I have spoken at least a few times around here regarding my fondness for sticks. I have regarded my expectation that a bullet delivered by a handgun will have at least the equivalent affect as a blow delivered via a long stick, a very long stick it could be.
Here in Iowa we are issued, apparently similar to some other states, a "Permit to Carry Weapons" - sticks, long blades, magic dust, all kinds of deadly and deceptive stuff not otherwise banned like explosives.
I can't think of any weapons at my disposal that are not potentially lethal. A pepper spray container could certainly deliver a lethal blow full or empty. These expandable battons are certainly formidable weapons but always keep in mind that they are potentially lethal and deserve the same rules of engagement as any other weapon.
FWIW, I only carry shorties in the stick department, a kubotan or a flashlight or both.
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It's interesting every time to read about US laws equally or even more strange than those here in Europe. To be allowed to carry a firearm but not a tiny baton... hard to understand, but ok, don't search for reasonable weapon laws.
Here in Germany till 2008 we could carry any sharp or impact weapon everywhere. If you were in the mood you could amble through the city with two swords on your back, your belt full of knives and batons, using a spear as a walking stick (not that I have ever seen someone doing it). Now that's over, all such weapons are illegal to carry. Of course nothing changed with criminality, low before and low afterwards.
So no batons allowed, collapsible or not. I usually carry an umbrella ( a special unbreakable one), maybe that's also an option in some states of the USA. You have it in your hand ready to use all the time, it looks innocent (and I can take it with me into court rooms etc.) but is essentially a 35 inch/25 ounces baton with a strong metal tip (not pointed). It is also useful when it rains.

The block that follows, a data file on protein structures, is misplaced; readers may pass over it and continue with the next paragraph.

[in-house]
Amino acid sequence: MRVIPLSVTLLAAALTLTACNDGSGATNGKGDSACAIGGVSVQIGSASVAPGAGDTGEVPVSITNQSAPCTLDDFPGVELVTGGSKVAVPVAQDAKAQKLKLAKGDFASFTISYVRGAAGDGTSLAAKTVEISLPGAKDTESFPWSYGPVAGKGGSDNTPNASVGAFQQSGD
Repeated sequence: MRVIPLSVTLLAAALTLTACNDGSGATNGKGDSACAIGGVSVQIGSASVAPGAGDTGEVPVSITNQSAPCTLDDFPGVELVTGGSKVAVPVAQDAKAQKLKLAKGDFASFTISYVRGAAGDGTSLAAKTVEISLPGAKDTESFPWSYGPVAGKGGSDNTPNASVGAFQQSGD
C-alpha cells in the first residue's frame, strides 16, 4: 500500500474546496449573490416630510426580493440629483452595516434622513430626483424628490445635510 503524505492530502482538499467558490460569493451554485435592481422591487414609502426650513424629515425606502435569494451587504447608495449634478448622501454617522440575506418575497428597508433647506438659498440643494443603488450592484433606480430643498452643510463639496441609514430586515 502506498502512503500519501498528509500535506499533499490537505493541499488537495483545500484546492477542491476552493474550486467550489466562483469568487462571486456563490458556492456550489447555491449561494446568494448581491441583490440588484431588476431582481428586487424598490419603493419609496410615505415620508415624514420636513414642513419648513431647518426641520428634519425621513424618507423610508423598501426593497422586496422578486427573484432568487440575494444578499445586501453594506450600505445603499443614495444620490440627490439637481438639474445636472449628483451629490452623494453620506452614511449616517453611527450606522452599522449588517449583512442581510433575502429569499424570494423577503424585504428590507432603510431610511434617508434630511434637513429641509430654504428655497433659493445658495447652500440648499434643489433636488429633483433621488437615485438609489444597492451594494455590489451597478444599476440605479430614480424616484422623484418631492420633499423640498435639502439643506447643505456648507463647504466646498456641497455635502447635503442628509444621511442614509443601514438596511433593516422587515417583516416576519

These are a great tool, if you're properly trained to use one. Just buying one without any training is just like having a gun in the nightstand when you've never shot a gun before. It won't do you much good, and could quite possibly be used against you.
I suggest some training in tactical baton, or a martial art called "Arnis" which is a Filipino style of combat, and what I studied prior to using a baton.
I don't carry mine every day, but I do at times, depending on the situation, clothing I wear, etc. Also, a great backup when you have to leave the gun secured elsewhere.
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I don't recall the legality in OR. I was considering one awhile back for use in the event of animal attack or special case situation. I never got around to investigating whether or not it was really an option. I'm already carrying a light, knife, and pistol, and have a lot of hand to hand training/experience.
One thing that I have learned from a lot of martial arts is that I have no interest in toning down my force if I fear for my life. I have a lot of faith in my ability, but I also have a healthy understanding of how easy it is for things to go wrong. If I face lethal force, I will go directly to my best option. My family means too much to me for me to try to answer a knife with a baton.
Currently own: Beretta PX4 9mm, Glock 23 (Gen 4), Glock 19 (Gen 4) x2
I'm seriously hopeful that lightsabers will be a reality in my lifetime. That's the only kind of expandable baton like weapon I would want to carry.
I have a 24 inch piece of very hard, cherry wood (about the thickness of the grip of a tennis racket).
Some grip tape for the handle and a lanyard attached for retention. I keep it in my car and carry it when I walk for excercise. Mainly for potential encounters with overly aggressive dogs (four legged or two legged).
I feel pretty well protected and it cost me absolutely nothing.
"Life is tough but it's really tough if you are stupid"
I am ASP certified and used to carry a 16" ASP. In TN (legal to carry with proper permit ), the laws for using one in self-defense is the same as a gun, and it was just heavy and took up space. I haven't carried it in years.